This summer I interned with Earth’s most customer-centric company, Amazon. Who would have imagined being an intern would be possible remotely as well. Over the course of 12 weeks, I worked with Amazon’s Vine Team on a project to help better communicate with participants in the program. This involved researching and writing queries to leverage program data, building a data pipeline to fetch, calculate, store said data, creating API’s and making front-end changes in services to surface this information to program participants
Day 1 (May 11, 2020): New Hire Orientation
Amazon would ship us a laptop on Friday before our start week. Due to logistic issues, I didn’t receive my laptop and the shipment was lost. So I had to work on Amazon workspaces for the first week of my internship. However, Amazon’s IT team was quick and responsive to ship me another laptop so that I continue working.
I spent the majority of my time working from Gainesville, Florida but all of my team worked from Seattle, Washington, which is 3 hours behind. Initially, this was a little problematic but my team was kind enough to let me work on my schedule and would try to set up meetings that would work for me as well as the team.
My day would start by waking up at 8 AM and get 3 hours of uninterrupted work. I would get a lot of things done as this would be the most productive part of my day. At 11 AM, I would make my breakfast and eat it with my flatmates. After my breakfast, I would go through my notes to check any pending work before my standup. My daily standup meeting was at 2 PM and sometimes I would have 1:1 before my standup. Standup meetings are fairly common at Amazon: it’s a small 30 min meeting where every team member gets 2 min to go over the progress of each day and update their goals for the current day. The remainder of my day would go by working over my goals and other 1:1 meetings with my team members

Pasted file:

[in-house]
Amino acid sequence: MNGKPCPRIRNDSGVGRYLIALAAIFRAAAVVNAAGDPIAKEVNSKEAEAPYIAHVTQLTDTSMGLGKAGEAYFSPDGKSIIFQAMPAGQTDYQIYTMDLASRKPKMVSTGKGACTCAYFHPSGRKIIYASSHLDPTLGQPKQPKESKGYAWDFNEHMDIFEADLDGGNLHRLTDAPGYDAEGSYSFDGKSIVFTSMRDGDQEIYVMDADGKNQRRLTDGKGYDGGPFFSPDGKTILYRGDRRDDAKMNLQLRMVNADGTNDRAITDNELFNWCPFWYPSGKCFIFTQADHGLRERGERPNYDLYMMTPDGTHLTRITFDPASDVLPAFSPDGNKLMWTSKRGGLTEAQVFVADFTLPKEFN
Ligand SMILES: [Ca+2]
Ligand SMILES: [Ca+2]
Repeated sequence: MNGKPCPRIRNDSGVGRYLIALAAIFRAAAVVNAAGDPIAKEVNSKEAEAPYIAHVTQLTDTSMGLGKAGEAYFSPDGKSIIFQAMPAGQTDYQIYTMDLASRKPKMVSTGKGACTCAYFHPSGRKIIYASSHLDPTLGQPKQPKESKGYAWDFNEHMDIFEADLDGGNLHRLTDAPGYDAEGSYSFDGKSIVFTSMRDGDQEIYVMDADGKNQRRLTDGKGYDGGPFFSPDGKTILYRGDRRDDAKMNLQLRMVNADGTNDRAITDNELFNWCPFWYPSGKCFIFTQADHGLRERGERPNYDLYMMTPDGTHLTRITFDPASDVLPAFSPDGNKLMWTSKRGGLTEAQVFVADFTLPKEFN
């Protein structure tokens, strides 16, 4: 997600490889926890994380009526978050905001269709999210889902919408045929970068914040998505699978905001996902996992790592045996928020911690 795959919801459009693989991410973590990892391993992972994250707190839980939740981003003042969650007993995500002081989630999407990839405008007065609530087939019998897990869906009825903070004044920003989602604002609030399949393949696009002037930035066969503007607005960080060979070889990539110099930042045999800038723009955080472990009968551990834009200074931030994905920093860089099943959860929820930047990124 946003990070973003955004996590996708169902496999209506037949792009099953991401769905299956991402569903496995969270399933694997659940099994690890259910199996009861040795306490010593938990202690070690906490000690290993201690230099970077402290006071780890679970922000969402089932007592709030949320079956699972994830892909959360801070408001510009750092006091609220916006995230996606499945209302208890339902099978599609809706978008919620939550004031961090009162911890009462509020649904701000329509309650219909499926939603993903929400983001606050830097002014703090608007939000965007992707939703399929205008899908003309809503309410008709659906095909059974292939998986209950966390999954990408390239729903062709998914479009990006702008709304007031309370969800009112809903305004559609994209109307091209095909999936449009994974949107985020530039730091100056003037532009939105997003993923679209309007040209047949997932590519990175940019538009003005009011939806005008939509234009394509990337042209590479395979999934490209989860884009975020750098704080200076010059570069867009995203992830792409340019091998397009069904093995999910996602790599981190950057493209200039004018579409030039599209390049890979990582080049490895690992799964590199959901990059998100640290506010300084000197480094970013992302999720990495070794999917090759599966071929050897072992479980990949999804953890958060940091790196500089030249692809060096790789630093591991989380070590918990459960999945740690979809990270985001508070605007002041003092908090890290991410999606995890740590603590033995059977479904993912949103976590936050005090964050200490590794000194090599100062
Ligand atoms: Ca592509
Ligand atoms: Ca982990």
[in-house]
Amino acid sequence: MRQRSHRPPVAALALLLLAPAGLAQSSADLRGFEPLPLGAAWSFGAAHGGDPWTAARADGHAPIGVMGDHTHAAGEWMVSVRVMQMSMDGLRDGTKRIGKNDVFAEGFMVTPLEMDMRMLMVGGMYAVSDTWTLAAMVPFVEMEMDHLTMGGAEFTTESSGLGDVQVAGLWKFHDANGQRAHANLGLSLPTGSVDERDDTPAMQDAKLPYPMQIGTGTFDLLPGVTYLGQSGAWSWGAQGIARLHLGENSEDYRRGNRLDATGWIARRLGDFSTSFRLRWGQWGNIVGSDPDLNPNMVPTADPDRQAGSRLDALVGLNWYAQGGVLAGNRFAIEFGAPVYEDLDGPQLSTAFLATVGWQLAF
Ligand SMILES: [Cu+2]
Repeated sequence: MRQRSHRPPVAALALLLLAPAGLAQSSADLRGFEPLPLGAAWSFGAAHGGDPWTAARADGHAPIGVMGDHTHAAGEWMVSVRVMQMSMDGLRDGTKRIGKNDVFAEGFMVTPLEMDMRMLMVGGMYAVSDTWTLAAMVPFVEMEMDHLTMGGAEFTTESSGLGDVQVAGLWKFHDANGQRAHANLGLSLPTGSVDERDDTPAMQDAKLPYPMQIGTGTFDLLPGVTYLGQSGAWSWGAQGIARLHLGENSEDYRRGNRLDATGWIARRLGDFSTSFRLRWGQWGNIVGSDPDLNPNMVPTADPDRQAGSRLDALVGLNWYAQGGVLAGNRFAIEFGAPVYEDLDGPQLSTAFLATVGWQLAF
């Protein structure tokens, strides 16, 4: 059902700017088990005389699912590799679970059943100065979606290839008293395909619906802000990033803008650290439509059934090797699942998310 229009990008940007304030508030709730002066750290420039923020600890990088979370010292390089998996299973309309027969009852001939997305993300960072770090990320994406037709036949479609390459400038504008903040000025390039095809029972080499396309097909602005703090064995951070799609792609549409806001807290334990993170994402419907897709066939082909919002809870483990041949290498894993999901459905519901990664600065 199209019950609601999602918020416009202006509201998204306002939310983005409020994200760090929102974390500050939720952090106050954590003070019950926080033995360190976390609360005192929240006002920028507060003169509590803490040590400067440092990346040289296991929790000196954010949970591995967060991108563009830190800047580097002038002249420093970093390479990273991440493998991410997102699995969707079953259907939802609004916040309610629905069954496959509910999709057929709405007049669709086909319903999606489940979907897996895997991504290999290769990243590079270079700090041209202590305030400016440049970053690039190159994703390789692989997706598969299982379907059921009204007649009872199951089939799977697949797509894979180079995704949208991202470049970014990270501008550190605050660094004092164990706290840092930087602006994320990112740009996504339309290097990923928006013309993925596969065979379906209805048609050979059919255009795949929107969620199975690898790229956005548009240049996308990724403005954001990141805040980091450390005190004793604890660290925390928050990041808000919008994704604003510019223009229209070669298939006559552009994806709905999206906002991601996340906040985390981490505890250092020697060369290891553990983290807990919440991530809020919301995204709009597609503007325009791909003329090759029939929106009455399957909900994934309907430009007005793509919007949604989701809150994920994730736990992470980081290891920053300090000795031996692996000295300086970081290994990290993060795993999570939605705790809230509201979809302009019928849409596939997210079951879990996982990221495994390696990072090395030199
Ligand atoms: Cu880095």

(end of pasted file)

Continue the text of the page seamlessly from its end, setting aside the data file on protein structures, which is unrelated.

The Culture of Documents
Amazon has a deep rooted culture of documenting everything. Before even writing one line of code, I had to write an extensive network of the document to convince other people about my approach towards solving that problem. This included describing customer and their needs, a document describing how the project would help the stakeholders, a document describing the design and workflow of my project.
This is how any Amazon Engineer, must propose the project to the team. This is because Amazon believes in working backward from the customer to making sure that all the work we do will bring some value to the customer. Writing data-driven documents is a great value to communicate your thought process for the present and the future team members. It is a great skill to develop even outside of Amazon.
The Final Presentation
Every intern has to conduct a presentation before their org about their project and why it’s valuable to the team and to Amazon. In my opinion, this would be the hardest thing I had to do at Amazon.
You have the option to do a live demo or a video demo of your project and then take any questions from the Senior Engineers or Senior Manager. In order to have a smooth presentation, I did multiple dry runs before my team member and made sure to take their input and address it within the slide if needed.
By the time the presentation date came around, I was well prepared and my presentation was tuned to answer most of the questions. In all, the presentation went great with a couple of questions from other team members.
This summer at Amazon was truly a highlight of my life, and if any of my old coworkers are reading this, especially my manager, mentor, and co-interns, I want to thank you for guiding me to succeed at Amazon.